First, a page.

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Dawa remains optimistic that business will return

The bar had a slow start.

“At the beginning, it wasn’t that happening,” admits Dawa. “But we tried really hard to improve the service, ambience, interior. Gradually, we were getting there.”

Then, in April 2015, a major earthquake hit Nepal, killing almost 9,000 people and ending the climbing season. A landslide on Everest killed 21 people alone.

“We had to completely shut the bar down,” says Dawa. “We reopened in autumn, but that wasn’t good either.”

After the earthquake, an economic blockade – which began in September 2015 and affected the whole country – increased the price of goods by “four, five, even six times”. Yet despite the earthquake, and the blockade, the remotest Irish bar in the world survived.

“We recovered slowly,” says Dawa. “It took us three or four years to get there, but The Irish Pub became the most happening pub in Namche.”

On an average day, customers – usually Australian, American, or European – might include “people who just summited Everest, or people who’ve been to base camp for the first time”.

“And a guy who’s just climbed Everest doesn’t mind spending money,” says Dawa. “He’s buying drinks for sherpas, porters, friends. People are happy.”

In 2014, Dawa opened a second pub in the lakeside town of Pokhara, and the Namche bar is now run by Chris, his manager. So, as they prepared for the 2020 spring season, things were looking good. And then, in March, came another calamity.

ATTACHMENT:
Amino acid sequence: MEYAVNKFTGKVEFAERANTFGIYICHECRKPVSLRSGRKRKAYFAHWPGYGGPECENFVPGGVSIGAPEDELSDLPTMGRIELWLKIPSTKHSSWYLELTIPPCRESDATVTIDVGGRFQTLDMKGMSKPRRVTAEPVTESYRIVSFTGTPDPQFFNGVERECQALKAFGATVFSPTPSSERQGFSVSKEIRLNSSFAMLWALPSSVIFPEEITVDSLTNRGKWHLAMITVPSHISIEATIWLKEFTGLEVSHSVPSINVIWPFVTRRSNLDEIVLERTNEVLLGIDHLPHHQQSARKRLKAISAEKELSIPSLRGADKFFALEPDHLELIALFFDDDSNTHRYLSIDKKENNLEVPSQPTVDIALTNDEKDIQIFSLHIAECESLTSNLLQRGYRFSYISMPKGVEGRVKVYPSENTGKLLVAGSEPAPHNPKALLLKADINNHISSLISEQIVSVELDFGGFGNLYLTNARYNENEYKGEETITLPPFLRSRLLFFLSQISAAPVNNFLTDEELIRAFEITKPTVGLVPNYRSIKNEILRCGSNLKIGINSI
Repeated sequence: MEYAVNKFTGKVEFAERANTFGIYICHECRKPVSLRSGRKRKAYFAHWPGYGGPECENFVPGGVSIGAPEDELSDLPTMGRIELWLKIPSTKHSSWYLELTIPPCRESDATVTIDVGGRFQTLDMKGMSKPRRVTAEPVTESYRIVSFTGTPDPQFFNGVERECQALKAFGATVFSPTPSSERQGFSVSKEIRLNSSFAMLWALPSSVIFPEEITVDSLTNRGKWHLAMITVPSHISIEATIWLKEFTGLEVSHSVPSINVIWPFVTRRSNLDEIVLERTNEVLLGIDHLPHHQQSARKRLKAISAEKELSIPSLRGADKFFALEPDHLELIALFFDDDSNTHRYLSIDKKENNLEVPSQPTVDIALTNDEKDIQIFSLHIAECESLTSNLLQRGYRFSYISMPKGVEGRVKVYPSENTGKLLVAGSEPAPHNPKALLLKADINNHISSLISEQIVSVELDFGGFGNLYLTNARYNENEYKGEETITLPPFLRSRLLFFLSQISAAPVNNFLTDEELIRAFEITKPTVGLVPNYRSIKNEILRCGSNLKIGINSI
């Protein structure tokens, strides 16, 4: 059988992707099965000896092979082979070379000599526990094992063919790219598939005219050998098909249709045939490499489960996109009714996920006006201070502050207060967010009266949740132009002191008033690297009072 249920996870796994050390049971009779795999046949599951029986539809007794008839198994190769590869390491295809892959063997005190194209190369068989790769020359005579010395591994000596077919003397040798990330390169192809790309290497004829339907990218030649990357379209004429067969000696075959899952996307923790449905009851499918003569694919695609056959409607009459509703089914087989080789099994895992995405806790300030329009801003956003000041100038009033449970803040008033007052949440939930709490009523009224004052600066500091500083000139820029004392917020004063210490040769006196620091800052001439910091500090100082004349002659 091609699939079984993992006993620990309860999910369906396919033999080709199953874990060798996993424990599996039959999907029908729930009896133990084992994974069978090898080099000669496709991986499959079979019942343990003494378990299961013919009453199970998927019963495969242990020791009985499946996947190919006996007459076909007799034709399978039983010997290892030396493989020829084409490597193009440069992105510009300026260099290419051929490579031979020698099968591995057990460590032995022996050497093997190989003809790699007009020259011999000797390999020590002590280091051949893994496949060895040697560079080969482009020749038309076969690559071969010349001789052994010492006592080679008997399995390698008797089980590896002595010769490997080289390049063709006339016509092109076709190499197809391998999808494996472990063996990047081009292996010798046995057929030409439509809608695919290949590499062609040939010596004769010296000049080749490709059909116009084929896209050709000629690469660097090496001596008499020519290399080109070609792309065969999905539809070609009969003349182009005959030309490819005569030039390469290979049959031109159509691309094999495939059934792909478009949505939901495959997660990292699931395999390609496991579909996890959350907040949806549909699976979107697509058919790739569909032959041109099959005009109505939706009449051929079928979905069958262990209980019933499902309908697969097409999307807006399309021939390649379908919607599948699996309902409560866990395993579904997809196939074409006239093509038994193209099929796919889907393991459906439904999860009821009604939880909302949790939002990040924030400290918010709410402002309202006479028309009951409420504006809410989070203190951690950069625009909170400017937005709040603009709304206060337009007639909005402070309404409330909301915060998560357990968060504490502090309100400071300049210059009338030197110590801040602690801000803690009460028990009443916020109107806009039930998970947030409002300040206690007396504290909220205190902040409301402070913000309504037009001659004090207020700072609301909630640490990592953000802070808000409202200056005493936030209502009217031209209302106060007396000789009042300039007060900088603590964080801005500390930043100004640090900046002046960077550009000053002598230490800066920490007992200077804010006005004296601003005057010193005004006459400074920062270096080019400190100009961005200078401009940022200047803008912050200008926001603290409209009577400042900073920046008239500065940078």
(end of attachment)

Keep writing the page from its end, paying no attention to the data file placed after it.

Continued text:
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Media captionThe BBC’s Yogita Limaye reports from the town of Lukla, the gateway to Mount Everest

Nepal has recorded just 60 Covid-19 deaths, and 21,000 confirmed cases. But infections are rising again – and the impact has already been huge.

The country was locked down from March until July; remittances from Nepalis overseas slumped; imports from China fell; and tourism dried up. In the mountains, more than 10,000 guides, sherpas, and other workers lost their jobs. One trade group estimated one million people in the “mountain belt” would suffer.

But while the Irish Pub in Namche is down, it is not out.

Dawa is cautiously optimistic about tourism resuming, and is prepared to reopen for the autumn season in September, if there is demand. Meanwhile, the new road from Kathmandu could have an even bigger impact.

Dawa hopes the highway, which is already partly open, will reach Lukla in six to eight months, although engineers tell the BBC it could take two years.

Either way, the road, when it opens, will be a boon to the businesses of Namche Bazar.

“Once we get the road, Nepalese and Indian tourists will be enough for us to survive,” says Dawa.

“You know, 80 to 90% of Nepalese people haven’t seen Everest themselves, because of the lack of transportation. We have around 55,000 tourists a year in Namche, if things are really good. I think we will get more than 55,000 [extra] if we get a road.”

And, as well as extra customers, the new road will mean the beer – and the pool tables – won’t need to be flown in. “The prices will drop by 50%,” says Dawa.

Some things, however, won’t change.

The road will only reach Lukla – meaning customers will still need to hike for two days to reach the highest, and remotest, Irish bar in the world.